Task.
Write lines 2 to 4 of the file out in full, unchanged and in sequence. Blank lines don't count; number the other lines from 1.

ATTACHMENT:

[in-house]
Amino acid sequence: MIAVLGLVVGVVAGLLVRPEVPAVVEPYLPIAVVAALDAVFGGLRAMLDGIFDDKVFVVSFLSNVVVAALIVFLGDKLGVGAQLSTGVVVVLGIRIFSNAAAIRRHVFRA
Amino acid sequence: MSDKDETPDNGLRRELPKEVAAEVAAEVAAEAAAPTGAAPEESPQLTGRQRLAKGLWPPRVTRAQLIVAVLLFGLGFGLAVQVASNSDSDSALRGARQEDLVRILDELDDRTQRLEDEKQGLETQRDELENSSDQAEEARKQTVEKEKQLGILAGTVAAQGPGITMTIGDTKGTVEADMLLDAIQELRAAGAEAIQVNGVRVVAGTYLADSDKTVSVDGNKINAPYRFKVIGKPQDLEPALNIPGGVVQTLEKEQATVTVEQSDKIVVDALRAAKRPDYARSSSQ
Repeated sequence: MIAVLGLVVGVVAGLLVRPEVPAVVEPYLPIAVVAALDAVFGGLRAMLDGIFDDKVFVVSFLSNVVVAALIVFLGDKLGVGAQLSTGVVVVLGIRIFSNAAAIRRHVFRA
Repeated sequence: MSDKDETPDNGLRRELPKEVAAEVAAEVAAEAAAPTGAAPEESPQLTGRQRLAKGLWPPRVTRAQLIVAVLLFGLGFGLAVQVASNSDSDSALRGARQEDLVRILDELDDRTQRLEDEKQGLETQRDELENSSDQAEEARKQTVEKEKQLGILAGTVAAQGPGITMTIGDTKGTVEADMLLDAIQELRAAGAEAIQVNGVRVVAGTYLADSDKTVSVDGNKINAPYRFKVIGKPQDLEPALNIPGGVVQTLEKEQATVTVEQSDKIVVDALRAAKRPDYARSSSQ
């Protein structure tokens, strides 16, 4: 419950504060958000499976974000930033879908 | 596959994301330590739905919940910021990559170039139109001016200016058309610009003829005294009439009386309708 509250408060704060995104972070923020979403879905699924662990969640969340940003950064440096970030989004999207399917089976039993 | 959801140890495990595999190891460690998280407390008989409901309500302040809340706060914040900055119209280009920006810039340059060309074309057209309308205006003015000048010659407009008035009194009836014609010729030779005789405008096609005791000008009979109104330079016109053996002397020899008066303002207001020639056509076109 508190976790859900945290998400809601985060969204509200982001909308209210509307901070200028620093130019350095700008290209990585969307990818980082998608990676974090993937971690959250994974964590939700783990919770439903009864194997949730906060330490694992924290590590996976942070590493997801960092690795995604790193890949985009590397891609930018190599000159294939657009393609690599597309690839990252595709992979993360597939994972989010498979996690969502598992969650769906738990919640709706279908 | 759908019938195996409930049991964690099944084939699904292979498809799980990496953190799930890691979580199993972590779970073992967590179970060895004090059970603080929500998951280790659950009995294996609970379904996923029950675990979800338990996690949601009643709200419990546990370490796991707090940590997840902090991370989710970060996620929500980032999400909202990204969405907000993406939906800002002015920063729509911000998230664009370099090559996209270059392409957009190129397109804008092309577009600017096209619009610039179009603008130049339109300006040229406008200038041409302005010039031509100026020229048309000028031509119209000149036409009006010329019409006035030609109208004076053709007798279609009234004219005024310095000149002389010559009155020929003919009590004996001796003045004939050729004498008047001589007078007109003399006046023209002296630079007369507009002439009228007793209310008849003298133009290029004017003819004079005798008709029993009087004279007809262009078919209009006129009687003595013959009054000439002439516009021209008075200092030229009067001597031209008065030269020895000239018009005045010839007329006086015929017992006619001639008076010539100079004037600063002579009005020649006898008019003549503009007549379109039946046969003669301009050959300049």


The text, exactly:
Amino acid sequence: MIAVLGLVVGVVAGLLVRPEVPAVVEPYLPIAVVAALDAVFGGLRAMLDGIFDDKVFVVSFLSNVVVAALIVFLGDKLGVGAQLSTGVVVVLGIRIFSNAAAIRRHVFRA
Amino acid sequence: MSDKDETPDNGLRRELPKEVAAEVAAEVAAEAAAPTGAAPEESPQLTGRQRLAKGLWPPRVTRAQLIVAVLLFGLGFGLAVQVASNSDSDSALRGARQEDLVRILDELDDRTQRLEDEKQGLETQRDELENSSDQAEEARKQTVEKEKQLGILAGTVAAQGPGITMTIGDTKGTVEADMLLDAIQELRAAGAEAIQVNGVRVVAGTYLADSDKTVSVDGNKINAPYRFKVIGKPQDLEPALNIPGGVVQTLEKEQATVTVEQSDKIVVDALRAAKRPDYARSSSQ
Repeated sequence: MIAVLGLVVGVVAGLLVRPEVPAVVEPYLPIAVVAALDAVFGGLRAMLDGIFDDKVFVVSFLSNVVVAALIVFLGDKLGVGAQLSTGVVVVLGIRIFSNAAAIRRHVFRA